As he previously did in Werner Herzog’s “The Bad Lieutenant: Port of Call – New Orleans”(2009), Cage proves here again that he has lost none of his talent, and the result is one of the best performances in his bumpy but solid career. He fully immerses himself into his character to give us the touching portrayal of a conflicted man, and the small details in his nuanced performance tell us a lot about what is inside Joe even when he does not say much. He also keeps his acting under control even when his character is driven to emotionally critical point during several moments, and it is a testament to his talent that he looks as realistically plain as the other actors in the film. His co-actor Tye Sheridan, who has been a new young talent to watch since his performances in “The Tree of Life”(2011) and “Mud”(2012), holds his own place besides Cage, and the development of the relationship between Joe and Gary is natural and convincing thanks to the unaffected interactions between Cage and Sheridan.
The movie is also sort of a comeback work for the director David Gordon Green, who made a breakthrough debut with “George Washington”(2000) as a new exciting American independent filmmaker and then suddenly took a left turn with commercial comedy film “Pineapple Express”(2008). I must confess that his ludicrous comedy “Your Highness”(2011) was one of my worst movie experiences during 2011, but, as he openly admitted, Green has just been doing whatever he wanted to, and it is nice to see that he is back in his usual territory with “Prince Avalanche”(2013) and this movie, which is based on the screenplay adapted from Larry Brown’s novel by Gary Hawkins.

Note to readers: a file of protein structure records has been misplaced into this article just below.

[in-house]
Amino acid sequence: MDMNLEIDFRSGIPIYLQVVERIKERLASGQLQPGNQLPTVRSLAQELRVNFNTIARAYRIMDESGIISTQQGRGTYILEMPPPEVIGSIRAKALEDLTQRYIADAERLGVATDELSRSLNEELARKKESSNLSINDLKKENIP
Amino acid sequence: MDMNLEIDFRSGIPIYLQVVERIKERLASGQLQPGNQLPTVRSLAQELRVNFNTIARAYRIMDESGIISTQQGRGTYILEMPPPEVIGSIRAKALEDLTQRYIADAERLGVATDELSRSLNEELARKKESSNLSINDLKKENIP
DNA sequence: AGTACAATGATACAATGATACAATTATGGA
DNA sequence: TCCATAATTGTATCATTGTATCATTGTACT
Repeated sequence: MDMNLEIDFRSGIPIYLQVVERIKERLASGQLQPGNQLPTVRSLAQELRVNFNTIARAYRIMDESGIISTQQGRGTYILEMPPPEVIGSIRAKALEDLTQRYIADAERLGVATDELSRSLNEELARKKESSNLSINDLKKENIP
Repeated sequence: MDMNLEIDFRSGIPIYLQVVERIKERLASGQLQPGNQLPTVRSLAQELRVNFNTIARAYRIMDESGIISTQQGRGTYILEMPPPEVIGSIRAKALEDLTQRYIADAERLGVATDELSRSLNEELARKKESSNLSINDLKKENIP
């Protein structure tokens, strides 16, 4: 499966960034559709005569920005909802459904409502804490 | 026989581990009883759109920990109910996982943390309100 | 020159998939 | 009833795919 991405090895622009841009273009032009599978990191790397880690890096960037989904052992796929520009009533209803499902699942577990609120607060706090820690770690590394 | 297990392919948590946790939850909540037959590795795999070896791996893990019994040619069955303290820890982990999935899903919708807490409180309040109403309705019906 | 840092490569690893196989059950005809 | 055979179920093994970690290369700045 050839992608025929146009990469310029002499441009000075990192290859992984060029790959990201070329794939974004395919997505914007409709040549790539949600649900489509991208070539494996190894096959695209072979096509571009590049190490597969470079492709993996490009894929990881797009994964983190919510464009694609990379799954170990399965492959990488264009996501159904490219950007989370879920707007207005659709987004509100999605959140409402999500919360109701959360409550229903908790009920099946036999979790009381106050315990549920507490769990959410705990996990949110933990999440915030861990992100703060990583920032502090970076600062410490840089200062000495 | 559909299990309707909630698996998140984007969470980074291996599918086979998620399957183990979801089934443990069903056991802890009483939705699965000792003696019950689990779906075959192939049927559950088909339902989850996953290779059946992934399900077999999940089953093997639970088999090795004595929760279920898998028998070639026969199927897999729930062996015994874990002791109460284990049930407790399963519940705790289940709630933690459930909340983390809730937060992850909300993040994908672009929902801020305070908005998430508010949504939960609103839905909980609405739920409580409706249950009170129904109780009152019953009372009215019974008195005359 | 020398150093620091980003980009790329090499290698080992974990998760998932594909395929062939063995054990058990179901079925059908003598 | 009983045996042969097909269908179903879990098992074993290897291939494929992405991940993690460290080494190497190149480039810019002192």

Like his contemporary Jeff Nichols, Green is very good at capturing the vivid mood of American rural landscapes in his films, and his cinematographer Tim Orr, who has been working with Green since “George Washington”, captures several hauntingly beautiful moments in the film as looking around its shabby background and various people living inside it. Green also hired non-professional local actors as before, and that helps giving more genuine local flavor to his film. They are mixed well with experienced actors on the screen, and Gary Poulter is particularly excellent as Gary’s abusive father who keeps surprising us with how loathsome he can be while making others and himself more miserable. Poulter was actually a homeless guy who happened to be noticed by Green before shooting, and his effectively shaggy performance sometimes feels poignant if you know the fact that he died not long after the shooting was finished.
As I am frequently disappointed with those big blockbuster films, I sometimes encounter small but good films worthwhile to watch, and “Joe” is one of such cases. Rather than going through predictable plot points, it focuses on its mood and characters instead through organic storytelling, and it also shows some sense of light humor at times while never disrupting its overall tone. This is a powerful human drama with good atmosphere and performances, and I am very glad to see Cage and Green back in their element.